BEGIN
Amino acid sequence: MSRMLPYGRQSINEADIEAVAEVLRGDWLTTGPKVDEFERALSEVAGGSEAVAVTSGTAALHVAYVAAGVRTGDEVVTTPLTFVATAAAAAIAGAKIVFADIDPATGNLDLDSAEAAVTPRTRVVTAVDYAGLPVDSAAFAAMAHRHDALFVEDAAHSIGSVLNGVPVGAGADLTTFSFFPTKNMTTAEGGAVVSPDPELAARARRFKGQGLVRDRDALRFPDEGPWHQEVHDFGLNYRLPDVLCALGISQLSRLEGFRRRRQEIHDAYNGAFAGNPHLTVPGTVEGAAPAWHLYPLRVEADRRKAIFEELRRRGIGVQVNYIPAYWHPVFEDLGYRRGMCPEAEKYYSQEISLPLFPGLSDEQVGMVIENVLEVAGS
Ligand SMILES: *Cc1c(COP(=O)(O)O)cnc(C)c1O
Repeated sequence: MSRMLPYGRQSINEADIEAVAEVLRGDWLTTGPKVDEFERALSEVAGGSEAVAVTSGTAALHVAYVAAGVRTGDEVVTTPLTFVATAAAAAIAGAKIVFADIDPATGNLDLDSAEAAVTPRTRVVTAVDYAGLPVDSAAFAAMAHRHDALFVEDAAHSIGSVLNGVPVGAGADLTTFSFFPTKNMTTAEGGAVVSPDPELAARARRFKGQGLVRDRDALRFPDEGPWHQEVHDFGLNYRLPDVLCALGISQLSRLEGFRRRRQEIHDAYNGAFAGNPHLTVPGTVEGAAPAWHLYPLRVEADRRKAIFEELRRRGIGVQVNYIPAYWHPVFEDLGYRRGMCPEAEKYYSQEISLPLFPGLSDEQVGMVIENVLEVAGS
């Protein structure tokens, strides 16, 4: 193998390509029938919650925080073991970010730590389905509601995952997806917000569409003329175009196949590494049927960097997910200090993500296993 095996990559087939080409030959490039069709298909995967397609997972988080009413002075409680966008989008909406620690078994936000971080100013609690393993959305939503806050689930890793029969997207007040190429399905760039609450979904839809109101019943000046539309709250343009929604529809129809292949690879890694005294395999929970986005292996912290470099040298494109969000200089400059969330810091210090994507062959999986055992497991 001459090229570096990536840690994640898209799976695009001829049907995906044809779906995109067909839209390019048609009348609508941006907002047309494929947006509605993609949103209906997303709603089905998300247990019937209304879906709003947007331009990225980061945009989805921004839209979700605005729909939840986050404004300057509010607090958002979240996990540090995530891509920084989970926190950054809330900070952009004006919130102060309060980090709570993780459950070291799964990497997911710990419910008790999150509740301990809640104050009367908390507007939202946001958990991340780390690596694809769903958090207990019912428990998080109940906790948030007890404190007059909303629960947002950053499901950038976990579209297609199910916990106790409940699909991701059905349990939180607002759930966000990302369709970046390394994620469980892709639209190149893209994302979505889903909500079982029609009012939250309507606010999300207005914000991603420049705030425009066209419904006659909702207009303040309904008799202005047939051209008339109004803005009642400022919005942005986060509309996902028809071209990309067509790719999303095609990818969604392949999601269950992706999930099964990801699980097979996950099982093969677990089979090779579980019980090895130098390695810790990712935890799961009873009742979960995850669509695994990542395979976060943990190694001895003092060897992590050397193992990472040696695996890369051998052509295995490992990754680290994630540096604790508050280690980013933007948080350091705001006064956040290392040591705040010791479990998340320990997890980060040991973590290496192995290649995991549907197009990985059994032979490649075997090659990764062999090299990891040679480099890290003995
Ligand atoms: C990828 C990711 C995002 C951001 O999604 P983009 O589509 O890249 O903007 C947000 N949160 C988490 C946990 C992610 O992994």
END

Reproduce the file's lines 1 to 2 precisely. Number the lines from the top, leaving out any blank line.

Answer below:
Amino acid sequence: MSRMLPYGRQSINEADIEAVAEVLRGDWLTTGPKVDEFERALSEVAGGSEAVAVTSGTAALHVAYVAAGVRTGDEVVTTPLTFVATAAAAAIAGAKIVFADIDPATGNLDLDSAEAAVTPRTRVVTAVDYAGLPVDSAAFAAMAHRHDALFVEDAAHSIGSVLNGVPVGAGADLTTFSFFPTKNMTTAEGGAVVSPDPELAARARRFKGQGLVRDRDALRFPDEGPWHQEVHDFGLNYRLPDVLCALGISQLSRLEGFRRRRQEIHDAYNGAFAGNPHLTVPGTVEGAAPAWHLYPLRVEADRRKAIFEELRRRGIGVQVNYIPAYWHPVFEDLGYRRGMCPEAEKYYSQEISLPLFPGLSDEQVGMVIENVLEVAGS
Ligand SMILES: *Cc1c(COP(=O)(O)O)cnc(C)c1O